Amidst recent attacks on vessels navigating the southern Red Sea, Bab el-Mandeb Strait, and Gulf of Aden, a pivotal moment in naval warfare unfolds as a video surfaces, capturing the impact of a Houthi anti-ship missile on the M/V Zografia.
The footage, obtained from the closed circuit camera system aboard the targeted M/V Zografia, showcases the striking impact of the anti-ship missile, raising questions about the type of missile used. While the Central Command (CENTCOM) initially reported it as an ASBM strike, closer examination suggests characteristics resembling anti-ship cruise missiles like the Quds Z-0. The ambiguity arises from the video’s limitations and the challenge of conclusively identifying the missile type.
The M/V Zografia, hit in the Red Sea three days prior, experienced a sizable explosion between the middle and bow of the ship at a high speed and a 45-degree angle. Despite the vessel’s beam being publicly stated as 105 feet, determining the missile’s exact length remains challenging from the available still frame. The Houthi’s Asef ASBM, derived from Iran’s Fateh-313, is approximately 30 feet long, making it a potential candidate.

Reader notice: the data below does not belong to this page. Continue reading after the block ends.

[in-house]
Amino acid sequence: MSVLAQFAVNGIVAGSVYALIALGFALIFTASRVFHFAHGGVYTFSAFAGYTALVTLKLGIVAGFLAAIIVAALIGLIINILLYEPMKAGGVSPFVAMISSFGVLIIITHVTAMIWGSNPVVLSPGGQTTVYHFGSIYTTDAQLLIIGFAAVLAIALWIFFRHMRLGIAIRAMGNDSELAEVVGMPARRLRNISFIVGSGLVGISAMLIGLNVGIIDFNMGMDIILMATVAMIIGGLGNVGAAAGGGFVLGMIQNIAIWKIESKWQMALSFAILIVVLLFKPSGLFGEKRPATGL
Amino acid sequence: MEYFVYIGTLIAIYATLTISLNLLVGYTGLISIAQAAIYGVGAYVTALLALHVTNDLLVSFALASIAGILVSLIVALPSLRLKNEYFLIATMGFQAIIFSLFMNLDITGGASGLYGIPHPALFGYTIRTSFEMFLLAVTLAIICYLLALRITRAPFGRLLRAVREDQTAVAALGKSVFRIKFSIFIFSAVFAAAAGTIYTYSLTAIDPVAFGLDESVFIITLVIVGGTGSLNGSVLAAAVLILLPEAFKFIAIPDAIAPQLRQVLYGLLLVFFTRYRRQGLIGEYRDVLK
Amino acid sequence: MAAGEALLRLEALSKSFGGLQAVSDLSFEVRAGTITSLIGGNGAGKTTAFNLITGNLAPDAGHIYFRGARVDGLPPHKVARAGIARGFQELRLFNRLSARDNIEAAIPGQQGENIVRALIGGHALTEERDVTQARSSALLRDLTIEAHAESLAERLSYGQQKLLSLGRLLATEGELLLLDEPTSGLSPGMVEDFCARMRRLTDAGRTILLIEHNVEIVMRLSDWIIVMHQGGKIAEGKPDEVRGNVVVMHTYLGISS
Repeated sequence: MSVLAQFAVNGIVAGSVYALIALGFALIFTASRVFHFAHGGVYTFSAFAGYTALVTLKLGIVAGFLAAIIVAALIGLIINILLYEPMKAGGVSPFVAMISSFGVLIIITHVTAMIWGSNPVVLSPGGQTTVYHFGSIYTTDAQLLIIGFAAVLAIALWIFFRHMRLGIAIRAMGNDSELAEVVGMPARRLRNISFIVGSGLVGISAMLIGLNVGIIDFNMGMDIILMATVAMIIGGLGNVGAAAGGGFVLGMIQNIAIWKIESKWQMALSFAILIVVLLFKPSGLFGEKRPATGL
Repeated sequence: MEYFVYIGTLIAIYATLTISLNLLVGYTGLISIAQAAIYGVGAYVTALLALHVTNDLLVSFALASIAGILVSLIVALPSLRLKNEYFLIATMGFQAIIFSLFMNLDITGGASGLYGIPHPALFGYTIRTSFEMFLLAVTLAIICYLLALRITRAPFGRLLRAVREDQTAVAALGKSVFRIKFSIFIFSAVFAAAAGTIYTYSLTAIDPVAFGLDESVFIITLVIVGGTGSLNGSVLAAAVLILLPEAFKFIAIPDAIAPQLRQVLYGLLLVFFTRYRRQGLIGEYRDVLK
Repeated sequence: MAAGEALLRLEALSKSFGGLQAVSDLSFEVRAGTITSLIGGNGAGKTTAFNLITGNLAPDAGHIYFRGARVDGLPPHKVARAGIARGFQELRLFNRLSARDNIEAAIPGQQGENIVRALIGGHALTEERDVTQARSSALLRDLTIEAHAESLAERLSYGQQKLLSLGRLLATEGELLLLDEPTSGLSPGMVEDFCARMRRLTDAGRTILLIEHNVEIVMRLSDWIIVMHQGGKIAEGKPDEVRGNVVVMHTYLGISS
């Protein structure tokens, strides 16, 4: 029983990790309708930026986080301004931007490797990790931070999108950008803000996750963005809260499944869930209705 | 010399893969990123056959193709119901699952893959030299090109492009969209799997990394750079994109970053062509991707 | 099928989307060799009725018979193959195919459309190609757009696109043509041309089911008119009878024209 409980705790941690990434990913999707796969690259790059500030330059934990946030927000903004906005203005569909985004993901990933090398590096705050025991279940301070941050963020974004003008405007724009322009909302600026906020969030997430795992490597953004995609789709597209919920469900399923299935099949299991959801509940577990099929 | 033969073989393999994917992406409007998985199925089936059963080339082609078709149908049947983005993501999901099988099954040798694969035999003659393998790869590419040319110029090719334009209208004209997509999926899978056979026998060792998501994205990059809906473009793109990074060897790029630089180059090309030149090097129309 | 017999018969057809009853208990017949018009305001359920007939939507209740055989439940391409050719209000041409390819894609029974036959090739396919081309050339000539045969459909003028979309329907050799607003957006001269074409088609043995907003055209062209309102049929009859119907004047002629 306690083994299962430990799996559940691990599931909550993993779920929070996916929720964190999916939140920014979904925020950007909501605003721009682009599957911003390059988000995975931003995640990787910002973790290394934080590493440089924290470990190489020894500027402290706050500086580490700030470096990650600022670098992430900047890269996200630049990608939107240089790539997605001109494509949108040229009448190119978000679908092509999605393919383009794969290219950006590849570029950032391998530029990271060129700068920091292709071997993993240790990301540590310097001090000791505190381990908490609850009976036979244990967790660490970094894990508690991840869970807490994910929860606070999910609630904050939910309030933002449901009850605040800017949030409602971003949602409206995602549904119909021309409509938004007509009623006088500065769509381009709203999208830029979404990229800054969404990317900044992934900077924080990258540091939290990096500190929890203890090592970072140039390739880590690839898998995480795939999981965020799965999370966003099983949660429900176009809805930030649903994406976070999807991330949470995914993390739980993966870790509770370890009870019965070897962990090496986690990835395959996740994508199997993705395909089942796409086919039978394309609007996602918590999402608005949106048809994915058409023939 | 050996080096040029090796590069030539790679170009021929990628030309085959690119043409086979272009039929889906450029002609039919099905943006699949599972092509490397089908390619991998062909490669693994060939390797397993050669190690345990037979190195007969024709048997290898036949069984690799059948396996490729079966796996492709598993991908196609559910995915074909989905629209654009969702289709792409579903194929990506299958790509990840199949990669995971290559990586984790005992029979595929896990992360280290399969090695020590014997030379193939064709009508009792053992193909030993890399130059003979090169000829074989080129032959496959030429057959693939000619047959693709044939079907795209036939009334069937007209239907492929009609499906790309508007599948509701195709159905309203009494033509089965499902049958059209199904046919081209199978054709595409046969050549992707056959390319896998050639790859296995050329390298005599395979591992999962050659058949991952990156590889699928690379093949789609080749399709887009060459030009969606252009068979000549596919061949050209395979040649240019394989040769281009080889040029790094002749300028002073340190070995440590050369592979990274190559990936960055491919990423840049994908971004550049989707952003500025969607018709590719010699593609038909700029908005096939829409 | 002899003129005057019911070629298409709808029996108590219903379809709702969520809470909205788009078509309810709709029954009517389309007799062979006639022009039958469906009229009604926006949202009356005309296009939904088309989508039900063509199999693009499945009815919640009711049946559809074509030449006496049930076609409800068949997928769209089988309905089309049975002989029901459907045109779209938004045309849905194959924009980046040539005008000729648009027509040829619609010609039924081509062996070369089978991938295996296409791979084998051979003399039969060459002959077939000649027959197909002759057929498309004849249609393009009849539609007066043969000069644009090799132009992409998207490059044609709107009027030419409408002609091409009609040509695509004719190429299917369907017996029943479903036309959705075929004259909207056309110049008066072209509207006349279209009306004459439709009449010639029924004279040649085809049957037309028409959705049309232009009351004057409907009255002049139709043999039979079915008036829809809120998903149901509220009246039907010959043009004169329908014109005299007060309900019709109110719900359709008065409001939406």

Despite the uncertainty surrounding the missile type, the geopolitical significance of the naval activities off Yemen cannot be overstated. With a comparatively rudimentary arsenal, the Houthi rebels become the first to deploy ASBMs in anger. The historic moment in naval warfare unfolds against the backdrop of a major crisis, as evidenced by the Houthi statement condemning Israeli navigation in the Red and Arab Bahrain.
While the video provides a crew’s perspective on the attack, the introduction of ASBMs adds a layer of complexity to an already tense maritime security situation. The ongoing developments underscore the evolving nature of naval warfare and raise questions about the geopolitical implications of Houthi missile capabilities in the face of more advanced adversaries.